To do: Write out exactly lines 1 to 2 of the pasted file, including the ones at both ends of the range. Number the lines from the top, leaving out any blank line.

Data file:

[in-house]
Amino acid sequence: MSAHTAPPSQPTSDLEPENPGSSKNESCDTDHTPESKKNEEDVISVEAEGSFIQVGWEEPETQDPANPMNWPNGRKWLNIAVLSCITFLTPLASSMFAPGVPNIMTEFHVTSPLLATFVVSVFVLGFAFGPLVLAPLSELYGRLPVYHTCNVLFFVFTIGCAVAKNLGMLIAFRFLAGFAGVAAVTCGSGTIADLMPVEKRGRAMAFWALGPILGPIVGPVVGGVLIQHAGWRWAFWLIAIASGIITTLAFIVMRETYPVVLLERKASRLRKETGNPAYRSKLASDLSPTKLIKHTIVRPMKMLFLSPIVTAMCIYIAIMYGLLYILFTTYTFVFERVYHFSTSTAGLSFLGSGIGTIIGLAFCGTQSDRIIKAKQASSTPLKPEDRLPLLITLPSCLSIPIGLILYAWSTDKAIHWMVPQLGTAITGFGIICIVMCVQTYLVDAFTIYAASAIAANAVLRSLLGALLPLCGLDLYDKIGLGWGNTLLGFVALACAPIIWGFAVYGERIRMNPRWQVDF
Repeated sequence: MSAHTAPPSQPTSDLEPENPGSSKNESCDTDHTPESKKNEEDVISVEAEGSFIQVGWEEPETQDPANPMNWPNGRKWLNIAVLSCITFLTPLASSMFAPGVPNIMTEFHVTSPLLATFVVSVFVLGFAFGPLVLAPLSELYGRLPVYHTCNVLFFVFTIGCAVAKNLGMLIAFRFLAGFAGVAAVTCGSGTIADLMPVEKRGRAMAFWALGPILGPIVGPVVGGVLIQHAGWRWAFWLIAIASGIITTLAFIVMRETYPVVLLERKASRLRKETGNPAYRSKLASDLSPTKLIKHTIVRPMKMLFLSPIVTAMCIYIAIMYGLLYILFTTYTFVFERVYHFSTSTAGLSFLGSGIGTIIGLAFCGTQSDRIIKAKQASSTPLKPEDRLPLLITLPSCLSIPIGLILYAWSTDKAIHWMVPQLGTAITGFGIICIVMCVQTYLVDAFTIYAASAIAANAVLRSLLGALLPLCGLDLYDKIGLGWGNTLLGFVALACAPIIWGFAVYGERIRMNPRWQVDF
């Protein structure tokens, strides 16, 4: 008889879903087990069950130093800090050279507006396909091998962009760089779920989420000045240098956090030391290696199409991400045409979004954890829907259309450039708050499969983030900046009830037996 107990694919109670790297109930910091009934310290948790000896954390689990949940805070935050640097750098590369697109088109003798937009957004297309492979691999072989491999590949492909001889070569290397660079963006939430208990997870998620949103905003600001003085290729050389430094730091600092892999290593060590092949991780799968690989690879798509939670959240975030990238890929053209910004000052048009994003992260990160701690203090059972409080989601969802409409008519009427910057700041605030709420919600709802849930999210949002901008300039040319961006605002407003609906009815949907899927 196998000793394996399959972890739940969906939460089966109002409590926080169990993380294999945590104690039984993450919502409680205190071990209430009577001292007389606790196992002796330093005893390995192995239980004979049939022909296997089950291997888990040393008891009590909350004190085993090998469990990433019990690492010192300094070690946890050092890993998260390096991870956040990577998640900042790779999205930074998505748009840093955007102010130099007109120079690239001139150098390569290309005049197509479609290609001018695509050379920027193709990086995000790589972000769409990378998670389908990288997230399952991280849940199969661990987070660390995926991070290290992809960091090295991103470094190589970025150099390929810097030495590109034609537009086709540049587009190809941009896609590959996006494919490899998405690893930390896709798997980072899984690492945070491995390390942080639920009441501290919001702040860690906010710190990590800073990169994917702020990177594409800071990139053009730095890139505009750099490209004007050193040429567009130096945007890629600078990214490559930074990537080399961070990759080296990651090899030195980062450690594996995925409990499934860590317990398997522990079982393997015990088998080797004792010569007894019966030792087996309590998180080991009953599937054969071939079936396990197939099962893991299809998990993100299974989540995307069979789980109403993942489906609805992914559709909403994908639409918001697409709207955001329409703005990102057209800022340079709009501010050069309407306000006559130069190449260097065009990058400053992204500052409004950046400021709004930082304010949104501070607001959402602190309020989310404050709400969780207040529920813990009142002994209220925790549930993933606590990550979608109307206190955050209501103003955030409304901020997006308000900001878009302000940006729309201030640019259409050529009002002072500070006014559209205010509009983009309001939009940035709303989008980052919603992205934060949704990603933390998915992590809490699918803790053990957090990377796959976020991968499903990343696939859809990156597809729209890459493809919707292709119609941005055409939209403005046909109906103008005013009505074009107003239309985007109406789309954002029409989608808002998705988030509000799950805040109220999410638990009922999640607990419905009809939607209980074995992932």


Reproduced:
[in-house]
Amino acid sequence: MSAHTAPPSQPTSDLEPENPGSSKNESCDTDHTPESKKNEEDVISVEAEGSFIQVGWEEPETQDPANPMNWPNGRKWLNIAVLSCITFLTPLASSMFAPGVPNIMTEFHVTSPLLATFVVSVFVLGFAFGPLVLAPLSELYGRLPVYHTCNVLFFVFTIGCAVAKNLGMLIAFRFLAGFAGVAAVTCGSGTIADLMPVEKRGRAMAFWALGPILGPIVGPVVGGVLIQHAGWRWAFWLIAIASGIITTLAFIVMRETYPVVLLERKASRLRKETGNPAYRSKLASDLSPTKLIKHTIVRPMKMLFLSPIVTAMCIYIAIMYGLLYILFTTYTFVFERVYHFSTSTAGLSFLGSGIGTIIGLAFCGTQSDRIIKAKQASSTPLKPEDRLPLLITLPSCLSIPIGLILYAWSTDKAIHWMVPQLGTAITGFGIICIVMCVQTYLVDAFTIYAASAIAANAVLRSLLGALLPLCGLDLYDKIGLGWGNTLLGFVALACAPIIWGFAVYGERIRMNPRWQVDF